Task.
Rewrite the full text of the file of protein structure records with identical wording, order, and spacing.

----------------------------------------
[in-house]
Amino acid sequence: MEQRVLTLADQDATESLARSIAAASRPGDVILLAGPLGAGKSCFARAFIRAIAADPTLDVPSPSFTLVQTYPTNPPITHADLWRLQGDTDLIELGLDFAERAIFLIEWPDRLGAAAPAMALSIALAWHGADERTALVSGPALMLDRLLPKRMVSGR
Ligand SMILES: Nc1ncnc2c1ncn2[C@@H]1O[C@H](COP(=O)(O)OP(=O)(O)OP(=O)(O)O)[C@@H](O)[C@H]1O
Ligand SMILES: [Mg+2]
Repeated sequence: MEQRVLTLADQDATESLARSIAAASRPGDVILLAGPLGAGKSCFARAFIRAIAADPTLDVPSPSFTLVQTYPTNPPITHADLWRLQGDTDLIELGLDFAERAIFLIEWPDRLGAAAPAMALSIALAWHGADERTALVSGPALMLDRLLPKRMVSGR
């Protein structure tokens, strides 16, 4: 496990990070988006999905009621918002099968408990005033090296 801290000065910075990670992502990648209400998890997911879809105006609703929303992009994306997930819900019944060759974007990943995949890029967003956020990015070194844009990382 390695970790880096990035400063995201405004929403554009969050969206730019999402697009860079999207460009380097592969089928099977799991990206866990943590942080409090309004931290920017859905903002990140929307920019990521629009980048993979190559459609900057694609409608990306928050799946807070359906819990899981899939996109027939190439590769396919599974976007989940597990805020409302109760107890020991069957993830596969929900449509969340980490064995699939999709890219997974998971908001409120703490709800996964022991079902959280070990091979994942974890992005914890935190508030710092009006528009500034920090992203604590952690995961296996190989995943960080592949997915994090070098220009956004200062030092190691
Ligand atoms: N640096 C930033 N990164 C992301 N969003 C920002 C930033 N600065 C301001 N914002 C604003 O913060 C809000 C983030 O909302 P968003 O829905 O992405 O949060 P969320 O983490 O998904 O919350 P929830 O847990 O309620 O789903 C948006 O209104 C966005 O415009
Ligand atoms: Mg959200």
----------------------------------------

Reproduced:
[in-house]
Amino acid sequence: MEQRVLTLADQDATESLARSIAAASRPGDVILLAGPLGAGKSCFARAFIRAIAADPTLDVPSPSFTLVQTYPTNPPITHADLWRLQGDTDLIELGLDFAERAIFLIEWPDRLGAAAPAMALSIALAWHGADERTALVSGPALMLDRLLPKRMVSGR
Ligand SMILES: Nc1ncnc2c1ncn2[C@@H]1O[C@H](COP(=O)(O)OP(=O)(O)OP(=O)(O)O)[C@@H](O)[C@H]1O
Ligand SMILES: [Mg+2]
Repeated sequence: MEQRVLTLADQDATESLARSIAAASRPGDVILLAGPLGAGKSCFARAFIRAIAADPTLDVPSPSFTLVQTYPTNPPITHADLWRLQGDTDLIELGLDFAERAIFLIEWPDRLGAAAPAMALSIALAWHGADERTALVSGPALMLDRLLPKRMVSGR
């Protein structure tokens, strides 16, 4: 496990990070988006999905009621918002099968408990005033090296 801290000065910075990670992502990648209400998890997911879809105006609703929303992009994306997930819900019944060759974007990943995949890029967003956020990015070194844009990382 390695970790880096990035400063995201405004929403554009969050969206730019999402697009860079999207460009380097592969089928099977799991990206866990943590942080409090309004931290920017859905903002990140929307920019990521629009980048993979190559459609900057694609409608990306928050799946807070359906819990899981899939996109027939190439590769396919599974976007989940597990805020409302109760107890020991069957993830596969929900449509969340980490064995699939999709890219997974998971908001409120703490709800996964022991079902959280070990091979994942974890992005914890935190508030710092009006528009500034920090992203604590952690995961296996190989995943960080592949997915994090070098220009956004200062030092190691
Ligand atoms: N640096 C930033 N990164 C992301 N969003 C920002 C930033 N600065 C301001 N914002 C604003 O913060 C809000 C983030 O909302 P968003 O829905 O992405 O949060 P969320 O983490 O998904 O919350 P929830 O847990 O309620 O789903 C948006 O209104 C966005 O415009
Ligand atoms: Mg959200």